Words/Photos/Videos by Reverend Justito/concertconfessions.com
As I shared here recently as a FROM THE VAULT post, the last time I saw Joseph Arthur, we didn’t really connect. In the weeks and months that passed after that warm summer night, I actually began to get angry. What was wrong with me? I have listened to this man and his music time and time again and I allowed weird vibes and distractions ruin our brief time together. Not permitting my anger to get the best be, I told myself there is always next time. Thankfully, next time came in the form of concertconfessions user HJUnderpants birthday celebration. After a tasty meal at Barney’s Beanery up the road, we entered The Troubadour on a cold winter night to once again experience the music of singer/songwriter Mr. Joseph Arthur.
Right off the bat, things were better than last time. Despite what the venue had informed me of via Twitter, this would not be a seated show. Excited by this discovery we hit the front bar and enjoyed a celebratory birthday drink or four before finding our spot on the open floor. With two blank canvases against the back wall, Arthur hit the stage minutes before 9:30 pm. The multi-talented performer began to paint upon both canvases before strapping on an acoustic guitar and kicking off the music with a soft new song (title unknown, but assumed to be from a rumored 2010 release). What followed was a rocking one man version of “Devil’s Broom” which allowed the musician to throw down a nasty electric guitar solo over percussive and rhythm loops all made by acoustic guitar. By the time Arthur was into his third song “Echo Park”, my wife had whispered into my ear that this time was already 1,000,000 times better than last time and I happened to agree.
Yes indeed with guitar loops bordering on insanity and two paintings being created right before our eyes, the journey was off to an amazing start. Hell, the lanky hipster softly singing fan favorites “Birthday Card” and “Honey and the Moon” into my right ear didn’t bother me as Arthur commanded my focus. Using both looped guitar and vocals as a backdrop, Arthur stopped strumming and returned to his paintings, rapidly adding lines and angles over what appeared to be faces of a man and a woman (I can hardly draw a stick figure, who am I to try to talk brush strokes and angles). Once satisfied with his progress on the paintings, Arthur brought the loops to a screeching crashing yet never missing a beat by diving head first into “All The Old Heroes”. Armed with only a Telecaster and a microphone, the pride of Akron, Ohio stood onstage alone for the final time during this short west coast tour.
Arthur welcomed four guests to the stage. In addition to Jessy Greene on Violin (who had been off and on the stage all night by this point) two members of his Lonely Astronauts backing band (Sibyl Buck on vocals and Kraig Jarret Johnson on Guitar/Vocals) joined in on the fun. Honestly, I don’t think anyone noticed, as roots/jam/soul/reggae/metal/blues/pop/funk/acoustic/indie/rebel/surf/rocker Ben Harper came out along with them. I know my jaw dropped to the clubs cement floor at the chance to see Harper (someone I have seen many times over the years) in such a small venue. The now five piece band launched into “Black Lexus” from Arthur’s 2006 record Nuclear Daydream. Most stunning about this version was Harper’s slide Weissenborn and Green’s violin coming together to create a melodic sound-scape that helped carries Arthur’s intense vocals.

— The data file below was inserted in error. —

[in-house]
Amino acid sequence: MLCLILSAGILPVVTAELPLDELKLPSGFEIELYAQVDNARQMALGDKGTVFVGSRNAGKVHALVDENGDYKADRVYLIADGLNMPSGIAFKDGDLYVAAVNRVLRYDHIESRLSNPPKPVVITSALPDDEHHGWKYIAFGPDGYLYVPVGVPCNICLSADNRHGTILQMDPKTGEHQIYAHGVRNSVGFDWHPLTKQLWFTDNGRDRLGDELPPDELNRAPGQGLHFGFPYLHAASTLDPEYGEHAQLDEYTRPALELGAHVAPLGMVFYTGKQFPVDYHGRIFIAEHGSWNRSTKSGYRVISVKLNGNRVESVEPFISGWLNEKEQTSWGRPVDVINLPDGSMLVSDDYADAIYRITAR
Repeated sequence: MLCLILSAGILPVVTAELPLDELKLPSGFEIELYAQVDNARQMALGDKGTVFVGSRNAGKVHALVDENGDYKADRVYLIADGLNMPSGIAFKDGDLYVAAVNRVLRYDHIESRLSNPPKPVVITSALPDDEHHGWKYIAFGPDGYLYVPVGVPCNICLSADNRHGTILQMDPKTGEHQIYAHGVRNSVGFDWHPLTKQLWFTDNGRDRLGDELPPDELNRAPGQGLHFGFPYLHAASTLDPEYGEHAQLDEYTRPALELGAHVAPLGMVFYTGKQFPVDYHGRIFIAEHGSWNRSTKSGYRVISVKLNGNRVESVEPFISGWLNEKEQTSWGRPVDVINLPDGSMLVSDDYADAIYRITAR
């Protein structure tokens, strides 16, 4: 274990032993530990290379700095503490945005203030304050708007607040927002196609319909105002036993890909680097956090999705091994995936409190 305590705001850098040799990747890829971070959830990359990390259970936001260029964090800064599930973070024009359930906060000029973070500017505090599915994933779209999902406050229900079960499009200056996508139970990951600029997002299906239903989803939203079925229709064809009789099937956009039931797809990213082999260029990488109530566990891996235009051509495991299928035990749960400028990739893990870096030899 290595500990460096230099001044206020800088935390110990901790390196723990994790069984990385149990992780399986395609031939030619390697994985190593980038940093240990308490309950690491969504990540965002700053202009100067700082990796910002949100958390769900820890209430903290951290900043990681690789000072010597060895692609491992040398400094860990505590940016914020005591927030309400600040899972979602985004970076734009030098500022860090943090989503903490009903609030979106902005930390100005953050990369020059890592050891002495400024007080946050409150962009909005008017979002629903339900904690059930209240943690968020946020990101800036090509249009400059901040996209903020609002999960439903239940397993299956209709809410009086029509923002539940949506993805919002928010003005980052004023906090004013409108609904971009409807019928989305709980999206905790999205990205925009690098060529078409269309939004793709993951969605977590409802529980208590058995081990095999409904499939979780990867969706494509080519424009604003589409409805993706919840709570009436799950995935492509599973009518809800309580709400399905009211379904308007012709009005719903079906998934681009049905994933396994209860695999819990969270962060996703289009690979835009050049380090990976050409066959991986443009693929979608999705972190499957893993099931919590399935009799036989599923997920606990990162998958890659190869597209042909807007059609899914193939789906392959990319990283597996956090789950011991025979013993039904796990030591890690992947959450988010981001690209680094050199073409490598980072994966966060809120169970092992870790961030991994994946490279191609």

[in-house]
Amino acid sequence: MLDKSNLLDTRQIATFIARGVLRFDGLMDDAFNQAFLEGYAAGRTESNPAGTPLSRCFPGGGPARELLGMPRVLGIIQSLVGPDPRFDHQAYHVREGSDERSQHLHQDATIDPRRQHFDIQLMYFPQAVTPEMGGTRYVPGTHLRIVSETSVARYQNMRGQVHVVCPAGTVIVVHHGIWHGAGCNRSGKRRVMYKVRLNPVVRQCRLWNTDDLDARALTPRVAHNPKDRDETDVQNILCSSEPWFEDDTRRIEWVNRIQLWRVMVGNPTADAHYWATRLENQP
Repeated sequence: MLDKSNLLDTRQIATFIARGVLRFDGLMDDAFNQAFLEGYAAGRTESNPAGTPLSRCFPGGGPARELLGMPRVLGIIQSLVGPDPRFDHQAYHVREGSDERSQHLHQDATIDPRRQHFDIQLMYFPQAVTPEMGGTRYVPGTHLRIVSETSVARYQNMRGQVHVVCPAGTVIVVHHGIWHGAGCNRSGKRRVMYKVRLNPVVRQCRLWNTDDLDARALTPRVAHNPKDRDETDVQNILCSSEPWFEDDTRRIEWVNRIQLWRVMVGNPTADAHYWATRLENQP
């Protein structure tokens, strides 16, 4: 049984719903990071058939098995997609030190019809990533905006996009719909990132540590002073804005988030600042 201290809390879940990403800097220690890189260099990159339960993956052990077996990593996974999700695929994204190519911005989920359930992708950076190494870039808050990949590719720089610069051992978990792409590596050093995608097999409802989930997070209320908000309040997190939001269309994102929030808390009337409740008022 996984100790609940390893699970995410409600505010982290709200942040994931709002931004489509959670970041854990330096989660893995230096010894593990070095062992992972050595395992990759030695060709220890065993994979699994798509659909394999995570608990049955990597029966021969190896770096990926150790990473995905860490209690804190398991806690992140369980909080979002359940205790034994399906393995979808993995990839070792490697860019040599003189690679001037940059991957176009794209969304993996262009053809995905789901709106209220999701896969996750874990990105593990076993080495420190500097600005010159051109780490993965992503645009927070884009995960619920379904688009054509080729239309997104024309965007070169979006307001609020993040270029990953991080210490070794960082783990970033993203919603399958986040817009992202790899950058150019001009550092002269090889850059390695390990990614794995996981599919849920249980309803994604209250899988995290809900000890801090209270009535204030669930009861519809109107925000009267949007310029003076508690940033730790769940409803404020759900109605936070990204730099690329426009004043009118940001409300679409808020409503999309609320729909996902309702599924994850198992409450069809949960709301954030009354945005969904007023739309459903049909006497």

While most musicians soon left the stage (they would come and go as the night carried on) Harper remained on stage to add backing vocals to Arthur’s best known song – “In The Sun”. I didn’t even make it to the chorus before my arms were covered in goosebumps. The vocals of the two blended nicely, and by the time they were done, I saw not one but two separate audience members with tears running down their cheeks. Over the next 45 minutes, the explosion of art continued to engulf senses. Arthur noted on multiple occasions how blessed he was to be playing with his old friend Ben. Harper can shred with the best of them, but on this night he played with great restraint. He found holes and filled them with rich melodies, allowing the focus to stay on the songs, and not the star. I really didn’t think the night could get better but it proved me wrong yet again as the duo performed my favorite song “Ashes Everywhere”.
I lost track of how many encore breaks the night had, but I know the show ended with Arthur completing his paintings during the song “Invisible Hands”. Big blue brush stroked smacked up against the canvas as Arthur sang for Jesus to come back and die again. As the song slowly stretched out at the end, musicians slowly began to leave the stage leaving Harper to finish the song alone.
Moments after his exit, the stage lights came up and we went to the merch table. As we waited in line to purchase the evenings show, the night once again got a little bit better. Arthur performed two more songs to the packed merch area/bar before he spoke with fans, took photos and signed autographs. I tried to keep my moment brief. He helped me with an art project of my own I am working on this year, signed a copy of the show. As we exited out the door and hit chilly Santa Monica Blvd, I couldn’t help but smile knowing that for Joseph Arthur and I the second time was the charm.
A direct descendant of the outlaw Jesse James and star of a 1983 Kilpatricks Bread radio commercial, Reverend Justito has taken his gift of ADHD and put it to good use by creating one of a kind concert reviews. A bootlegger at heart, the man lives off Whiskey, Taco Bell and the love of San Francisco sports teams.